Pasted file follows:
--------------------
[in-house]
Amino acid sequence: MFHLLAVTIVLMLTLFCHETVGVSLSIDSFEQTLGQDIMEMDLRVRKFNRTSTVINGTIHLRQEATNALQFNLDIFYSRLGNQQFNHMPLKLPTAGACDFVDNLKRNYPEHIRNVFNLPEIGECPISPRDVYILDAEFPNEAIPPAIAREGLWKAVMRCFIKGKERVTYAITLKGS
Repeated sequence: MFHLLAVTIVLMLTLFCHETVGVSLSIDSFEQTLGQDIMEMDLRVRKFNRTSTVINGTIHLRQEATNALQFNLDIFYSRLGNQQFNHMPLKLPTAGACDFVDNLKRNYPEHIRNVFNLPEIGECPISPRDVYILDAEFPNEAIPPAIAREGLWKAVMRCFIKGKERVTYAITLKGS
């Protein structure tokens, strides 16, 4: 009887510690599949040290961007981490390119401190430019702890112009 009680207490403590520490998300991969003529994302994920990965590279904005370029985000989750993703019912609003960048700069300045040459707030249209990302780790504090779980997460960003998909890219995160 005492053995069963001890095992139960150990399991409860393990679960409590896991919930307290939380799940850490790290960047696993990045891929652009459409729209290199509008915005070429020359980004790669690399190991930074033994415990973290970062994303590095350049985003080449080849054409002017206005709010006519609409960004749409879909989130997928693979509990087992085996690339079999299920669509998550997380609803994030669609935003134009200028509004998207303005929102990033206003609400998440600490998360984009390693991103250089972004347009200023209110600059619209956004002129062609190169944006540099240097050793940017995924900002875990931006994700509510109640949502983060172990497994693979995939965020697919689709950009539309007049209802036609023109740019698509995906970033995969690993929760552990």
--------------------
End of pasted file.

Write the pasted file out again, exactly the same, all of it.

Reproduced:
[in-house]
Amino acid sequence: MFHLLAVTIVLMLTLFCHETVGVSLSIDSFEQTLGQDIMEMDLRVRKFNRTSTVINGTIHLRQEATNALQFNLDIFYSRLGNQQFNHMPLKLPTAGACDFVDNLKRNYPEHIRNVFNLPEIGECPISPRDVYILDAEFPNEAIPPAIAREGLWKAVMRCFIKGKERVTYAITLKGS
Repeated sequence: MFHLLAVTIVLMLTLFCHETVGVSLSIDSFEQTLGQDIMEMDLRVRKFNRTSTVINGTIHLRQEATNALQFNLDIFYSRLGNQQFNHMPLKLPTAGACDFVDNLKRNYPEHIRNVFNLPEIGECPISPRDVYILDAEFPNEAIPPAIAREGLWKAVMRCFIKGKERVTYAITLKGS
């Protein structure tokens, strides 16, 4: 009887510690599949040290961007981490390119401190430019702890112009 009680207490403590520490998300991969003529994302994920990965590279904005370029985000989750993703019912609003960048700069300045040459707030249209990302780790504090779980997460960003998909890219995160 005492053995069963001890095992139960150990399991409860393990679960409590896991919930307290939380799940850490790290960047696993990045891929652009459409729209290199509008915005070429020359980004790669690399190991930074033994415990973290970062994303590095350049985003080449080849054409002017206005709010006519609409960004749409879909989130997928693979509990087992085996690339079999299920669509998550997380609803994030669609935003134009200028509004998207303005929102990033206003609400998440600490998360984009390693991103250089972004347009200023209110600059619209956004002129062609190169944006540099240097050793940017995924900002875990931006994700509510109640949502983060172990497994693979995939965020697919689709950009539309007049209802036609023109740019698509995906970033995969690993929760552990």